• Amplifying Feedback Loops through the Value Stream
  • Creating Quality at the Source
  • Enabling Fast Detection and Recovery
  • Creating or Embedding Institutional Knowledge

Minimize Waste (Feedback Loops)

  • “Whenever we see work go backward, that’s rework. When that happens, you can bet that the amount of documentation and information flow is going to be pretty poor, which means nothing is reproducible and that it’s going to get worse over time as we try to go faster. They call this ‘non-value-add’ activity or ‘waste.’”

Integrating Information Security (Creating Quality at the Source)

  • ““How do you propose we do it?” We quickly agree to pair up people in Wes’ and Chris’ group with John’s team, so that we can increase the bench of security expertise. By doing this, we will start integrating security into all of our daily work, no longer securing things after they’re deployed.”

Situational Awareness (Fast Detection and Recovery)

  • “We need to establish an accurate timeline of relevant events. And so far, we’re basing everything on hearsay. That doesn’t work for solving crimes, and it definitely doesn’t work for solving outages.”

Knowledge Capture (Creating Institutional Knowledge)

  • “Every time that we let Brent fix something that none of us can replicate, Brent gets a little smarter, and the entire system gets dumber. We’ve got to put an end to that. “Maybe we create a resource pool of level 3 engineers to handle the escalations, but keep Brent out of that pool. The level 3s would be responsible for resolving all incidents to closure, and would be the only people who can get access to Brent. They’d be responsible for documenting what they learned, and Brent would never be allowed to work on the same problem twice. At the end of each incident, we’ll have one more article in our knowledge base of how to fix a hairy problem and a growing pool of people who can execute the fix.

IV. The Third Way

“We need to create a culture that reinforces the value of taking risks and learning from failure and the need for repetition and practice to create mastery.”

A few of the “Third Wave” concepts explored throughout the book include:

  • Continuous Improvement
  • High-Trust Teams and Vulnerability
  • Resilience Engineering
  • Crisis Management and Pre-Mortems

Continuous Improvement (Repetition and Practice)

  • “Mike Rother says that it almost doesn’t matter what you improve, as long as you’re improving something. Why? Because if you are not improving, entropy guarantees that you are actually getting worse, which ensures that there is no path to zero errors, zero work-related accidents, and zero loss.”

Five Dysfunctions of a Team (High-Trust Teams)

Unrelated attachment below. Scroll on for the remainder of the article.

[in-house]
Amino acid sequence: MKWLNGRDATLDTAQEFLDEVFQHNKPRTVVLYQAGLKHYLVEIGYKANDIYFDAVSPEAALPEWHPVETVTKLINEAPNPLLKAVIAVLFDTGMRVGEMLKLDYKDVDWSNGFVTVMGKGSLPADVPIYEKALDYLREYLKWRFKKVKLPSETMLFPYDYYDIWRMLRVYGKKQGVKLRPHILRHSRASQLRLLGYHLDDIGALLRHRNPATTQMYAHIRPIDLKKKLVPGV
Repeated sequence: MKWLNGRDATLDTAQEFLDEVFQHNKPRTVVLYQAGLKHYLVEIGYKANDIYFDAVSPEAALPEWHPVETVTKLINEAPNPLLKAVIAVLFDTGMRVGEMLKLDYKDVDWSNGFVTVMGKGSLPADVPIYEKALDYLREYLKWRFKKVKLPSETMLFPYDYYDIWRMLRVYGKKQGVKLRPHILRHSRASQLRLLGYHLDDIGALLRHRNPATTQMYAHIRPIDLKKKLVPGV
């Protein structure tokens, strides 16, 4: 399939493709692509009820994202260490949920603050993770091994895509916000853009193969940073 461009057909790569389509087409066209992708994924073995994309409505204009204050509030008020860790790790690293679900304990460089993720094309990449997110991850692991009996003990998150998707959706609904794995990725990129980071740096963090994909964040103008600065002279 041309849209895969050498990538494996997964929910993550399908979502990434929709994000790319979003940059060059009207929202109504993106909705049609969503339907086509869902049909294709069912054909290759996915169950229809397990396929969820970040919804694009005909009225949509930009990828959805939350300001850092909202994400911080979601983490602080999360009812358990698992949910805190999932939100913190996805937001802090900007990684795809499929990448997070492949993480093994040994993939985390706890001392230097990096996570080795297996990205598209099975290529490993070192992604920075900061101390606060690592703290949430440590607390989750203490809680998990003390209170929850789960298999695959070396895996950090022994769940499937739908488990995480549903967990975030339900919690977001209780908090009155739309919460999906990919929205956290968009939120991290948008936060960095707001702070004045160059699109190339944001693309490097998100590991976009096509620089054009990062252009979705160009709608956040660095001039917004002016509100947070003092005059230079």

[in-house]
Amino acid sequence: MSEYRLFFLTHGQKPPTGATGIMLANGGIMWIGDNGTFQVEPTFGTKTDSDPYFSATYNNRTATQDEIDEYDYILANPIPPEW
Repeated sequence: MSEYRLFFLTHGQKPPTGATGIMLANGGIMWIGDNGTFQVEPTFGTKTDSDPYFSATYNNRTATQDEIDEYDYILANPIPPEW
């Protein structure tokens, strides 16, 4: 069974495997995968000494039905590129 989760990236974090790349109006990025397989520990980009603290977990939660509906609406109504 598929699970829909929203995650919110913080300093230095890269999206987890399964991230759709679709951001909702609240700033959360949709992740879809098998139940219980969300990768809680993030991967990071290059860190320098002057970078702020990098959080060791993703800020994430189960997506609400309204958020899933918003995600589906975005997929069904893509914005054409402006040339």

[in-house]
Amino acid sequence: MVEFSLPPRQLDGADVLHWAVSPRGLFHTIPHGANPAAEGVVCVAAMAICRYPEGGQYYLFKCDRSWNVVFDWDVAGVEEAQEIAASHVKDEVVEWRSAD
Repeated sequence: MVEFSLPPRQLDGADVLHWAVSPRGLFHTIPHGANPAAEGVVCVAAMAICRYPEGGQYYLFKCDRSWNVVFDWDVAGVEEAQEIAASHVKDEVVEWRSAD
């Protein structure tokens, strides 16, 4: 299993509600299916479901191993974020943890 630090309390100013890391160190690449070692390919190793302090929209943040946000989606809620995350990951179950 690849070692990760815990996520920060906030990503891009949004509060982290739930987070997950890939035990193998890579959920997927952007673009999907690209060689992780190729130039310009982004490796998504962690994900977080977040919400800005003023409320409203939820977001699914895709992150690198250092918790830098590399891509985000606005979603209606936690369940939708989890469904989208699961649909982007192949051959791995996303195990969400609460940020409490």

• “Solving any complex business problem requires teamwork, and teamwork requires trust. Lencioni teaches that showing vulnerability helps create a foundation for that.”
  • In his model, the five dysfunctions are described as:
    • Absence of trust: unwilling to be vulnerable within the group
    • Fear of conflict: seeking artificial harmony over constructive passionate debate
    • Lack of commitment: feigning buy-in for group decisions creates ambiguity throughout the organization
    • Avoidance of accountability: ducking the responsibility to cal peers on counterproductive behavior, which sets low standards
    • Inattention to results: focusing on personal success, status, and ego before team success”

Resilience and Chaos Engineering

  • Resilience engineering tells us that we should routinely inject faults into the system, doing them frequently, to make them less painful.”
  • “John loved this, and started a new project called “Evil Chaos Monkey.” Instead of generating operational faults in production, it would constantly try to exploit security holes, fuzz our applications with storms of malformed packets, try to install backdoors, gain access to confidential data, and all sorts of other nefarious attacks.”

Crisis Management and Premortems

  • “I want you to host practice incident calls and fire drills every two weeks. We need to get everyone used to solving problems in a methodical way and to have the timeline available before we go into that meeting. If we can’t do this during a prearranged drill, how can we expect people to do it during an emergency?”

V. Authors’ Closing Thoughts

“Imagine living in a DevOps world, where product owners, Development, QA, IT Operations, and InfoSec work together relentlessly to help each other and the overall organization win.

They are enabling fast flow of planned work into production (e.g., performing tens, hundreds, or even thousands of code deploys per day), while preserving world-class stability, reliability, availability, and security.”

I greatly enjoyed the read. The authors provide an insightful perspective on how multiple teams can come together to deliver fast flow of value and help the business win.

All content credit goes to the authors. I’ve simply shared the bits I’ve enjoyed the most and found most useful.

Cheers ’till next time!